4 Alternatives to Jail for Those Charged With DUI


A person facing a DUI conviction could suffer serious punishment. He could be ordered to spend several months in jail, and he could also be required to pay very hefty fines. Punishment depends on many factors, like the gravity of the crime or the demeanor or attitude of the driver. But those facing long jail time and huge fines could appeal their cases. Generally, those who are convicted of DUI could spend a day in jail or a year at most. Instead of going to jail, they could request that other measures be taken. Today, for instance, some states have approved other forms of punishments that could be imposed on offenders.

Naturally, defendants will want to make their stint in jail to be very short. This is not just because of comfort, but a person who gets a long jail sentence could lose his job. Loss of work or loss of income can cause many other financial difficulties and family problems. This is why people also look into other alternatives to incarceration. Here are some examples.

1. Community Service

Though many people participate in community service activities because of their desire to give something back to their communities, others are forced to render their service as a form of punishment. Instead of going to jail, people need to complete a specific number of hours doing community service acts. These activities include but are not limited to the following: volunteering in emergency departments or fire departments; cleaning or beautifying public places; providing needed assistance to the elderly; assisting or tutoring youngsters; helping to build homes or habitats; and many others.

2. Rehabilitation

Those who drive under the influence aren’t just driving drunk. Alcohol is not the only substance that can affect a person’s capacity to drive. Other elements that could heavily impact an individual’s driving abilities are medicines and illegal drugs. When a person has an underlying alcohol or drug problem, he could request his lawyer if it would be possible for him to go to a drug or alcohol rehab facility instead of go to jail.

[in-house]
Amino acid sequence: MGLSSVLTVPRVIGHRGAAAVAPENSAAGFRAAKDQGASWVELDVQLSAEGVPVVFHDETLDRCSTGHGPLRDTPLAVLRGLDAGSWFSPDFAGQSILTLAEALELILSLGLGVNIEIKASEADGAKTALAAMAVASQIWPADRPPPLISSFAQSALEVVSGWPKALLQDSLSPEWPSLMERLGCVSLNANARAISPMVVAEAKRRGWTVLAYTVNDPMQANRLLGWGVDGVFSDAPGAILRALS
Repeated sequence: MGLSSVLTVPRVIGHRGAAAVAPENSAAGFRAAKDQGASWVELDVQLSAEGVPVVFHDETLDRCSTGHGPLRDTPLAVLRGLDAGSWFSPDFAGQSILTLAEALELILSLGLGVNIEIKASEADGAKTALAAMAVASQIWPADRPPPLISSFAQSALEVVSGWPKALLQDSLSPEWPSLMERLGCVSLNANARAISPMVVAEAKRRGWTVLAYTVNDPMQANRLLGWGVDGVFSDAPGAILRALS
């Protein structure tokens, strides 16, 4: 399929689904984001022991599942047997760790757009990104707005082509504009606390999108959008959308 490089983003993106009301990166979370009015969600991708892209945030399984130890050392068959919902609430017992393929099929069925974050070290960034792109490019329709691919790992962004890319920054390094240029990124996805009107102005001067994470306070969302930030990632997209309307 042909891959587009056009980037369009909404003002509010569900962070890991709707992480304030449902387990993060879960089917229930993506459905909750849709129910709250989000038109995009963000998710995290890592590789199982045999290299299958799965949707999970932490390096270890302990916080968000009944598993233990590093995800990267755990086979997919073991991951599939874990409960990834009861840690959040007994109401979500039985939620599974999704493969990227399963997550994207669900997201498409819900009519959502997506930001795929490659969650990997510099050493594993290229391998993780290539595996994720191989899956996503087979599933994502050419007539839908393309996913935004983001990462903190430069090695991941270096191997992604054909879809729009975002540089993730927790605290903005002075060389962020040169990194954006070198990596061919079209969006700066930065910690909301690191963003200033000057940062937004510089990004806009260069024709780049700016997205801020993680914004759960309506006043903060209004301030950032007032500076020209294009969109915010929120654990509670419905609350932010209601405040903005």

3. Electronic Home Monitoring (EHM)

EHM is also known as: house arrest, home detention or home confinement. When a person is under house arrest, he must stay inside a certain residence. Generally, he is not allowed to go out, much less travel. His methods of communication are limited, while others do not even have access to communication devices. An electronic home monitoring system usually consists of a tether or an ankle monitor and a base handset. The monitor transmits signals to the main device or handset, which is then connected to the monitoring service or police station. Most electronic gadgets use sensors that are easily tripped once a person crosses beyond the specified perimeter. The more modern EHMs also have anti-tampering capabilities so that when they are tampered with, they “communicate” such incidents to the monitoring service or the assigned probation officer.

4. Work Release

When a person is under a work release program, he is allowed to work during a specified time. After work, he then comes back to the place where he is confined. Others are permitted to work from Monday to Friday, and after their work week, they have to go and stay in their place of confinement.


  • Photo courtesy of worradmu at www.freedigitalphotos.net/.

Claire Brown is a freelance writer who blogs for different legal sites. She also writes for http://bailbondsdirect.com where you can get information about bail and how to get bail for you or a loved one.

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